I had brought a North Face pup tent with me—just in case—and Solomon was anxious to set it up. Once it was ready, everyone quickly piled inside. Yes, it is only made for two people, but Solomon assured me that this would keep us all warm and satisfied.
Leopards Cough and Trees Whistle
The next day was more of the same—more walking, more tracking, more sharing stories about family and more laughing. We had passed a small town where we stocked up on food and water. Solomon also bought a small radio, so we could now listen to Destiny's Child and Mary J. Blidge as we walked through the savannas. Here was a man dressed in a neon red floral-patterned outfit, with a red and blackcheckered cape, golden Elvis impersonator sunglasses (complete with fake sideburns) holding a machete in one hand and a small boom box in the other. This was heaven. There I was in the middle of Kenya —the middle of Maasailand—tens of thousands of miles away from home, and I was listening to American dance music on the radio with an Elvisimpersonating Maasai. What a truly a small world we live in! Sure, this was not the pristine wilderness experience I had envisioned, but who cared? I was having the time of my life.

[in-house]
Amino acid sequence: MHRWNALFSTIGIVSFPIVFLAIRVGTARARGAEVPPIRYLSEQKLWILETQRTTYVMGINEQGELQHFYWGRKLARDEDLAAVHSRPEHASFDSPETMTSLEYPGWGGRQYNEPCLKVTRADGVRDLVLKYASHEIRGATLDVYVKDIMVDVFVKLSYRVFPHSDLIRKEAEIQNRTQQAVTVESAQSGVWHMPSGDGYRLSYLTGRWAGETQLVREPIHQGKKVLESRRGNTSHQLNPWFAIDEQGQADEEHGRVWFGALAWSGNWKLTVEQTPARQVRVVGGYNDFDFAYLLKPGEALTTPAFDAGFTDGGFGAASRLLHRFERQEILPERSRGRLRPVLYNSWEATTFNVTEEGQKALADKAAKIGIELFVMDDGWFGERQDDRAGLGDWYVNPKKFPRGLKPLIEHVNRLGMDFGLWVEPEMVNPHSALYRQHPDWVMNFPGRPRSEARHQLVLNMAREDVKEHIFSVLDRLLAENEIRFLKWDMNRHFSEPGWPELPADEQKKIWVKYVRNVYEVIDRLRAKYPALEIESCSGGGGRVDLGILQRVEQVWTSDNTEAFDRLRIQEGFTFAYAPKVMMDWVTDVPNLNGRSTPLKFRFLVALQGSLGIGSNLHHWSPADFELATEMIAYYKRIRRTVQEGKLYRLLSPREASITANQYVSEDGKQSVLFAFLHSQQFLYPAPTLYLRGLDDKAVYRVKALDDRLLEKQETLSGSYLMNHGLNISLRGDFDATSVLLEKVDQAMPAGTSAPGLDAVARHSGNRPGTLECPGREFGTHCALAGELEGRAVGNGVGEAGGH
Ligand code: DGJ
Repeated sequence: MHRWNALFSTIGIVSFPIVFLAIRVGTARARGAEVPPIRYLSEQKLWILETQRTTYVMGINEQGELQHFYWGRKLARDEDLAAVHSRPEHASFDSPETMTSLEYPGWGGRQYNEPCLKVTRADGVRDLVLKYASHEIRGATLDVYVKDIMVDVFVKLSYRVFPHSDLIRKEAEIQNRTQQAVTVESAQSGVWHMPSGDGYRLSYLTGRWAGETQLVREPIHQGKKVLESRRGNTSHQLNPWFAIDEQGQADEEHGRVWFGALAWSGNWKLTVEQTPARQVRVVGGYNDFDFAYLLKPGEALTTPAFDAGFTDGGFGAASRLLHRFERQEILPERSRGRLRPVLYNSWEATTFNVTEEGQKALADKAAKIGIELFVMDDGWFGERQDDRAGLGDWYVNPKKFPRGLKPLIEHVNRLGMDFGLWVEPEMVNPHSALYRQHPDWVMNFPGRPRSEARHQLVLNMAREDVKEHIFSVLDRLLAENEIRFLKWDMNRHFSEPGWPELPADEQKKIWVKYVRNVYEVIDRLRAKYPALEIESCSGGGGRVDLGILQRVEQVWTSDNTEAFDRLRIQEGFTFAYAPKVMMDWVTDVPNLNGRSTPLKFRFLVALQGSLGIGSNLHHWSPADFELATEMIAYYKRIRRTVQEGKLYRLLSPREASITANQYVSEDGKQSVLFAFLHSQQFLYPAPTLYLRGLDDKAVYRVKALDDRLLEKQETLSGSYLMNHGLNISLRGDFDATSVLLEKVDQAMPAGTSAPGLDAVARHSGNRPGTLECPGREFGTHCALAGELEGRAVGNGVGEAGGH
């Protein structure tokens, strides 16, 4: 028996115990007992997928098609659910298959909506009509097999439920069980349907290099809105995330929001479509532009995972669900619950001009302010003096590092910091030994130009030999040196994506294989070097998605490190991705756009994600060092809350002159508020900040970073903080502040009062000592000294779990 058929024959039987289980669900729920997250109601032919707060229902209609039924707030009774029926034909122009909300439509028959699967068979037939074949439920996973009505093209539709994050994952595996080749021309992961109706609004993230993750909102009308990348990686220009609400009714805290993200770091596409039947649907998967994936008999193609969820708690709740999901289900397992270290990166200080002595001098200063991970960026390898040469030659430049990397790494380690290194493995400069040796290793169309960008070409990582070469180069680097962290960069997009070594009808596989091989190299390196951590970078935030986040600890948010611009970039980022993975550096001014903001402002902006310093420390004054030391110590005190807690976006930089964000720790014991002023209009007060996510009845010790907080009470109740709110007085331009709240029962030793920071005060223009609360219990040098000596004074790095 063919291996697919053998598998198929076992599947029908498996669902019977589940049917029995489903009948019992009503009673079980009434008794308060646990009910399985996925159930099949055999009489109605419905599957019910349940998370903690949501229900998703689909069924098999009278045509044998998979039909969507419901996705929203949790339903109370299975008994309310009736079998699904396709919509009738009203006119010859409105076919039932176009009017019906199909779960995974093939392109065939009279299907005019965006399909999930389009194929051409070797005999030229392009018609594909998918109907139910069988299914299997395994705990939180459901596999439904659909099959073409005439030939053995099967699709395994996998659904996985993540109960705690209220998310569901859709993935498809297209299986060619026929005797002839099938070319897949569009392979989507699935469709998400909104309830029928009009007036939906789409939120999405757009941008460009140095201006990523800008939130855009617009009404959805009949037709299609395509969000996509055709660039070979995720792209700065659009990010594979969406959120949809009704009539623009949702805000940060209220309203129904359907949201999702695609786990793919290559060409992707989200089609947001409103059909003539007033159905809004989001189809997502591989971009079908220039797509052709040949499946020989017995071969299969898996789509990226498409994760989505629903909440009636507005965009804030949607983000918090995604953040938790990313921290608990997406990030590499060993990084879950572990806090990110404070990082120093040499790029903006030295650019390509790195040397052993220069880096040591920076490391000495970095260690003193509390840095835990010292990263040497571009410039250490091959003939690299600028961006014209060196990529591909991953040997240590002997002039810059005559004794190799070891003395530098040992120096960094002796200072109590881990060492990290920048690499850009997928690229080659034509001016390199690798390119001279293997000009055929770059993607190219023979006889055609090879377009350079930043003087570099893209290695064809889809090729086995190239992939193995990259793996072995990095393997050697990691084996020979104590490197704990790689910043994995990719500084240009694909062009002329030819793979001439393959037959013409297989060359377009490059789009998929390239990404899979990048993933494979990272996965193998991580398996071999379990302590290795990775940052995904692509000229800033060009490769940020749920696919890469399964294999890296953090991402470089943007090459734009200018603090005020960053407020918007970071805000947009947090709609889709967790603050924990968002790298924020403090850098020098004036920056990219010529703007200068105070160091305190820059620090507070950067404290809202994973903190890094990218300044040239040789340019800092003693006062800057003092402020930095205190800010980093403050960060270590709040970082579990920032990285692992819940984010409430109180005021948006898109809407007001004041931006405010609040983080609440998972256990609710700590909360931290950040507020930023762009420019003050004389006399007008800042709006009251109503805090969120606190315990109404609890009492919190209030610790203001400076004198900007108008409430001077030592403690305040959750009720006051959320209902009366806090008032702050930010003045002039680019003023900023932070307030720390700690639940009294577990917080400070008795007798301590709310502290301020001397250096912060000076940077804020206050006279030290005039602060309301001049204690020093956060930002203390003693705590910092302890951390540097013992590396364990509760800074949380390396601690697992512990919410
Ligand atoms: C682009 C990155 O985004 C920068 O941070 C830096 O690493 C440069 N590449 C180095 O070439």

At night, we set up a camp in the base of the Nguruman forest. I opted out of sleeping in the tent with everyone and instead passed out near the fire. I awoke to the most awful sound—as if someone in the tent was both screaming and vomiting at the same time. When I asked if everyone was OK, they said, “Of course, it is only a hyena.” Hmmm, so that sound was not coming from my friends…. It was coming from a spotted hyena, a carnivore best known for its bone crushing jaws, that sounded like it was right outside our camp. Once again, the North Face accommodated all four of us. Then, just before sunrise, there was another new sound for me. It sounded like some asthmatic wheezer. “Hyena?” I muttered. “No no, that is the leopard,” they all replied. I was too tired to care.